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What NOT to Do When You’re Pulled Over by Law Enforcement
You see the blue and red lights flashing behind you, signaling for you to pull your truck off the road.
Your mind races. What did I do? Why are we being stopped? How much is this going to cost us?
Your attitude and actions when interacting with that officer will impact how you’re treated—and possibly influence the extent of any citation.
So what should you NOT do when you’re pulled over by a Department of Transportation (D.O.T.) officer, state trooper, or other law enforcement—to ensure the stop goes as smoothly as possible?
EO recently spoke with veteran expediters Bob and Linda Caffee to get their advice. Here are the five things they said to avoid the next time you’re pulled over.
1. Don’t try to be funny.
“This is not the time to be a smart alec. Just sit still and let them tell you why they stopped you,” says Linda. “Be respectful, find out what they want, and answer their questions. When they want to see my license, I get my license for them and focus on just being calm.”
2. Don’t take your hands off the steering wheel.
Why is it important to keep both hands on the steering wheel?
“To make sure that they know I am not threatening,” says Linda. “If they can't see my hands, they might think I’m a threat. I have to think those guys are trigger-happy. And in this day and age, I don't know how they could not be trigger-happy.”
3. Don’t remove your seatbelt.
“If you take off your seatbelt before the officer arrives, you can’t prove that you had it on while you were driving. So make sure they see you're wearing your seatbelt before you take it off,” Linda advises.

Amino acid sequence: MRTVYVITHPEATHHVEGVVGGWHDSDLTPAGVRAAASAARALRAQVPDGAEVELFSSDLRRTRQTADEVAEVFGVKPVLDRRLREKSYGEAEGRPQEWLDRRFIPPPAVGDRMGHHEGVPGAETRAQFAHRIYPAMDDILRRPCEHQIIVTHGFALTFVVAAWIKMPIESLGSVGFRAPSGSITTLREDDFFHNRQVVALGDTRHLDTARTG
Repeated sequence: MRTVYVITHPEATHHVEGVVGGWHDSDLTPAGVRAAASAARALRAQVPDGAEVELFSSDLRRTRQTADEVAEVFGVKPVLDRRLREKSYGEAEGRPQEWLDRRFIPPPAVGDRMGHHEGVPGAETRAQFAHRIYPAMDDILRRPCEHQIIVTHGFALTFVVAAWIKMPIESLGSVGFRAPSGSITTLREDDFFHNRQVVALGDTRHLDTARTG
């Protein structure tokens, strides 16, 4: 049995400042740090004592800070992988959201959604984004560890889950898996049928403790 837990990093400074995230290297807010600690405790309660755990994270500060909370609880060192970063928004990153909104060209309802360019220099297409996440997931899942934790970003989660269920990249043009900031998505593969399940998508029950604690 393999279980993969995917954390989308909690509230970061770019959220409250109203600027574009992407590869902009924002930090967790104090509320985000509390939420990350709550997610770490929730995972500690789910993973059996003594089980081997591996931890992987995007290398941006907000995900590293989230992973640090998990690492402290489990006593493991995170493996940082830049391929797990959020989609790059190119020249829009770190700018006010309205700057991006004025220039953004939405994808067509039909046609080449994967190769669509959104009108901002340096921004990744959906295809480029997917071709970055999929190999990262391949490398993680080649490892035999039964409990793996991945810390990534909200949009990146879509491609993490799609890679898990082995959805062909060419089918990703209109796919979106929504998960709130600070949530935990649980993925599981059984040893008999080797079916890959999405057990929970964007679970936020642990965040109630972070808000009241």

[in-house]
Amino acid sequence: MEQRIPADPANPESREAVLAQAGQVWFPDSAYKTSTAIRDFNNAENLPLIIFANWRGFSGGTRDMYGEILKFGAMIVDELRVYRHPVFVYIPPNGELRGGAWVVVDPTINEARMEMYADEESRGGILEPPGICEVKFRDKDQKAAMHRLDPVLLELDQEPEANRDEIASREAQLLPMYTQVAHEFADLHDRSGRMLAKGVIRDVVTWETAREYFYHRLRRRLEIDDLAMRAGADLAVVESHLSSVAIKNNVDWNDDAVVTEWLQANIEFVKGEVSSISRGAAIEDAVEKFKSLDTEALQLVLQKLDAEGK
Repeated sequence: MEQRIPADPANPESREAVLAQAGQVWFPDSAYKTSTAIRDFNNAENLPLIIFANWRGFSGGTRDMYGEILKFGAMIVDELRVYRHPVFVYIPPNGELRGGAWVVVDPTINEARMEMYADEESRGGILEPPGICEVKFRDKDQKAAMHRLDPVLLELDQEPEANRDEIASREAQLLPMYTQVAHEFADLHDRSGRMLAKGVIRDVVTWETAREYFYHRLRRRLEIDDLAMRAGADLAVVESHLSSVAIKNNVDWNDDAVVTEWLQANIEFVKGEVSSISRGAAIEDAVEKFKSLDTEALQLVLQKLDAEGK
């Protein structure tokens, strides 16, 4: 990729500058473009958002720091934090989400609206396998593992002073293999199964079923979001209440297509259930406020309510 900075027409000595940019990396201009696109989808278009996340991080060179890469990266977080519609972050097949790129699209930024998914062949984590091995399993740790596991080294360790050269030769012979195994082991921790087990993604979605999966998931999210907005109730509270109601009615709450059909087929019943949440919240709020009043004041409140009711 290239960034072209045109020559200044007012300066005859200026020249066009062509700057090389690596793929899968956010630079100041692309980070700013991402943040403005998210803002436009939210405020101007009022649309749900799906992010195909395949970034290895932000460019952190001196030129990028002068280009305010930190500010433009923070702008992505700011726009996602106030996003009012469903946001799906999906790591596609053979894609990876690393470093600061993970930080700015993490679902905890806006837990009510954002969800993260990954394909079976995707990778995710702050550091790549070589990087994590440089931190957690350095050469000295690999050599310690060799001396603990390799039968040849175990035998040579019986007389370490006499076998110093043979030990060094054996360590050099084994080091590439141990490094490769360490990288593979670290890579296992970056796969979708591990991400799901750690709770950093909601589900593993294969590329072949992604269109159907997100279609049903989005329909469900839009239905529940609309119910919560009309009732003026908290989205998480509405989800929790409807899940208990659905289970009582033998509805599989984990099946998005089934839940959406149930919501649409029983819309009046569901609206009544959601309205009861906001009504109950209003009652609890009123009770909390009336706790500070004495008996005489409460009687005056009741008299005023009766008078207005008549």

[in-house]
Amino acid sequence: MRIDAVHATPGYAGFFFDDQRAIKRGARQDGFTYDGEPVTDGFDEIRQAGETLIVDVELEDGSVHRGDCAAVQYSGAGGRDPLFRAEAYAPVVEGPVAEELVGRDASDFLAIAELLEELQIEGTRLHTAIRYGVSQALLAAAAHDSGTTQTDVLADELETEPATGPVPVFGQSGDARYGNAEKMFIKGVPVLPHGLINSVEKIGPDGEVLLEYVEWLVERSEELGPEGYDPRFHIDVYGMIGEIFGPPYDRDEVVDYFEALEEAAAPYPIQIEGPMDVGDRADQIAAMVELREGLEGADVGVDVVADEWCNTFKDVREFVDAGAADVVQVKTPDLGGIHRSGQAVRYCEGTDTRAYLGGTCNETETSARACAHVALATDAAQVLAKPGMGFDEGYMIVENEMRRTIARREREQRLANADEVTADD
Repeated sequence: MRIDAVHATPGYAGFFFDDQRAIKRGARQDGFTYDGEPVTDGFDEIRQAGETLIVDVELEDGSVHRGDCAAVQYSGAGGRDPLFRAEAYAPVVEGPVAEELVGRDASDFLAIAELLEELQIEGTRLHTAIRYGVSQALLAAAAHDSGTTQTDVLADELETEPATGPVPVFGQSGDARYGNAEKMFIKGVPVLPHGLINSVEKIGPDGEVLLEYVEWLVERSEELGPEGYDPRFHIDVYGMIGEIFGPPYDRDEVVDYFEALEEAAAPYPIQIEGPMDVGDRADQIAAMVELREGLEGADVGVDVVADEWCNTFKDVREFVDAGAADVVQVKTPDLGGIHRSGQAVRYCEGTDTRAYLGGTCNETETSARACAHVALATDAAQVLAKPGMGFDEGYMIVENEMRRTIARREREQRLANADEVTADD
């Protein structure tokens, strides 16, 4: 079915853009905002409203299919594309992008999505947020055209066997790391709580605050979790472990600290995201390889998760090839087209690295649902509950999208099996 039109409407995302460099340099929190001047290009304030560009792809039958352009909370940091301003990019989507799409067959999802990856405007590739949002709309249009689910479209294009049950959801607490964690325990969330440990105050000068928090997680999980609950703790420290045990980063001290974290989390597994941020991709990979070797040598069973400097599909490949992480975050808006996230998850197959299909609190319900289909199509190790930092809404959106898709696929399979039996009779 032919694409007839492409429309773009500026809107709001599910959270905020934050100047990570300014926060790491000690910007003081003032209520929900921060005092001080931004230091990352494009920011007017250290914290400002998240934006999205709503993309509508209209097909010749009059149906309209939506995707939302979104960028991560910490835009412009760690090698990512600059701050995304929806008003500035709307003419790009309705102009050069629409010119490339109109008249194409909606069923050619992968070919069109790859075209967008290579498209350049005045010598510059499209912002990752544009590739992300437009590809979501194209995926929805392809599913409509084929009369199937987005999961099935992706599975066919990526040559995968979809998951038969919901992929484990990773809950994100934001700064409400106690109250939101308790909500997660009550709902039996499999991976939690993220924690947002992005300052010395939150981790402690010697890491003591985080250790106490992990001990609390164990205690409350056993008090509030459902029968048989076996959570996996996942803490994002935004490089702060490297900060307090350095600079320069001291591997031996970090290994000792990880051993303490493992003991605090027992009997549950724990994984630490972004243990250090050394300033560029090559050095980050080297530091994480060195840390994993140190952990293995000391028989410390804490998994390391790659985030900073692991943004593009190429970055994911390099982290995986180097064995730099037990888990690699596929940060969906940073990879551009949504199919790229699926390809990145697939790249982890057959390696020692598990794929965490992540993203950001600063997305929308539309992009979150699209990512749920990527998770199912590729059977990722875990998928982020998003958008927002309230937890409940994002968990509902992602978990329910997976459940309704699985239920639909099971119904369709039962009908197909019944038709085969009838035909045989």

4. Don’t take off your glasses If you have to wear them to drive.
“Keep your glasses on,” says Linda. “The officer needs to be aware that you had your glasses on while driving, so keep those on.”
5. Don’t leave your medical card inside the truck.
“If you get out of the truck, take your medical card with you. Otherwise, if the officer asks to see your card, and you don’t have it, they could cite you for not having it on your person,” says Bob.
What’s at stake if you inadvertently leave your card inside the truck?
“It can affect your CSA points, for one,” says Bob. “And they can put you out of service and make you sit there for several hours.”
The Bottom Line: Be Respectful.
Whatever the reason you’re being pulled over for, the most important thing to remember is to be respectful, says Linda.
That’s because not only is being respectful the right thing to do, but it can sometimes work to your advantage, as the Caffees can attest.
A few years ago, Bob and Linda were in Mesquite, Texas on Christmas day and wanted to go watch a movie. But as soon as they pulled into the movie theater parking lot in their truck, an officer stopped them.
As Linda tells the story: “He said, ‘You can't park here. There's no commercial truck parking allowed in the City of Mesquite unless you're on private property or where the truck has to be [for delivery].’ And I said, ‘Oh okay. We’ll move on. A rule is a rule. We were just gonna watch a movie.’”
But the officer’s response surprised the Caffees.
Linda continues: “He said, ‘Here's what I'll do.’ He handed us one of those big orange stickers—those ‘Move in 24 hours’ things—and said, "Tape this to your window. You don't want me to put it on there because it takes a razor blade to get it off. Put it over here, on this passenger side, where another officer can see it. And go watch your movie. Come back out, and take it down and move. That way, you can see your movie and not be hassled.’"
The lesson? As Linda puts it: “I think the officers will often treat you back with how you treat them.”